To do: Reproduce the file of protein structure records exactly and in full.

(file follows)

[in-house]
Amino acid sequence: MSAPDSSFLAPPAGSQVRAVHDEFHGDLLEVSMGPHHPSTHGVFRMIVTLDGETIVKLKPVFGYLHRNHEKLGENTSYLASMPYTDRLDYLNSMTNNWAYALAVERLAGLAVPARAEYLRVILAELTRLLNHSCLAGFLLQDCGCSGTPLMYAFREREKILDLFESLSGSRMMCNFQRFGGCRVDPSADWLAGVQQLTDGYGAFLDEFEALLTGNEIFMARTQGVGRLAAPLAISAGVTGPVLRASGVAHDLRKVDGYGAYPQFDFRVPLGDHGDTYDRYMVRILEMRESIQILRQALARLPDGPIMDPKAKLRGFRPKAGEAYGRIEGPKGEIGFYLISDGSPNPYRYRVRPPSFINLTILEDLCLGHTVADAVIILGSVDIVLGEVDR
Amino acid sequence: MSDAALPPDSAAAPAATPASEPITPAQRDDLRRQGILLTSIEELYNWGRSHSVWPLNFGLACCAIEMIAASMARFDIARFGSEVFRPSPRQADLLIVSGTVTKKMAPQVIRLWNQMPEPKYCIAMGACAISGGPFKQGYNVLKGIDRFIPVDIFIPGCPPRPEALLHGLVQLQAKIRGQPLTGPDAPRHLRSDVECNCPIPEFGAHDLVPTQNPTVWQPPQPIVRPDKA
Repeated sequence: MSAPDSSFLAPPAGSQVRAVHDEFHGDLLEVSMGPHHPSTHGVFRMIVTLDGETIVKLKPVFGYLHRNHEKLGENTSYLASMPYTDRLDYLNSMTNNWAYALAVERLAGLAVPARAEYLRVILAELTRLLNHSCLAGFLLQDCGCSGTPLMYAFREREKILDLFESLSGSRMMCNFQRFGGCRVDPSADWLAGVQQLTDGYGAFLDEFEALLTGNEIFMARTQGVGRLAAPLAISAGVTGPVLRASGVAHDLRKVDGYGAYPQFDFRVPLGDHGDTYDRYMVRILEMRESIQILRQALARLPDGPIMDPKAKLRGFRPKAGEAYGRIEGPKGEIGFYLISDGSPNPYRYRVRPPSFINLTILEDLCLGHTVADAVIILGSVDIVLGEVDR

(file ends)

[in-house]
Amino acid sequence: MSAPDSSFLAPPAGSQVRAVHDEFHGDLLEVSMGPHHPSTHGVFRMIVTLDGETIVKLKPVFGYLHRNHEKLGENTSYLASMPYTDRLDYLNSMTNNWAYALAVERLAGLAVPARAEYLRVILAELTRLLNHSCLAGFLLQDCGCSGTPLMYAFREREKILDLFESLSGSRMMCNFQRFGGCRVDPSADWLAGVQQLTDGYGAFLDEFEALLTGNEIFMARTQGVGRLAAPLAISAGVTGPVLRASGVAHDLRKVDGYGAYPQFDFRVPLGDHGDTYDRYMVRILEMRESIQILRQALARLPDGPIMDPKAKLRGFRPKAGEAYGRIEGPKGEIGFYLISDGSPNPYRYRVRPPSFINLTILEDLCLGHTVADAVIILGSVDIVLGEVDR
Amino acid sequence: MSDAALPPDSAAAPAATPASEPITPAQRDDLRRQGILLTSIEELYNWGRSHSVWPLNFGLACCAIEMIAASMARFDIARFGSEVFRPSPRQADLLIVSGTVTKKMAPQVIRLWNQMPEPKYCIAMGACAISGGPFKQGYNVLKGIDRFIPVDIFIPGCPPRPEALLHGLVQLQAKIRGQPLTGPDAPRHLRSDVECNCPIPEFGAHDLVPTQNPTVWQPPQPIVRPDKA
Repeated sequence: MSAPDSSFLAPPAGSQVRAVHDEFHGDLLEVSMGPHHPSTHGVFRMIVTLDGETIVKLKPVFGYLHRNHEKLGENTSYLASMPYTDRLDYLNSMTNNWAYALAVERLAGLAVPARAEYLRVILAELTRLLNHSCLAGFLLQDCGCSGTPLMYAFREREKILDLFESLSGSRMMCNFQRFGGCRVDPSADWLAGVQQLTDGYGAFLDEFEALLTGNEIFMARTQGVGRLAAPLAISAGVTGPVLRASGVAHDLRKVDGYGAYPQFDFRVPLGDHGDTYDRYMVRILEMRESIQILRQALARLPDGPIMDPKAKLRGFRPKAGEAYGRIEGPKGEIGFYLISDGSPNPYRYRVRPPSFINLTILEDLCLGHTVADAVIILGSVDIVLGEVDR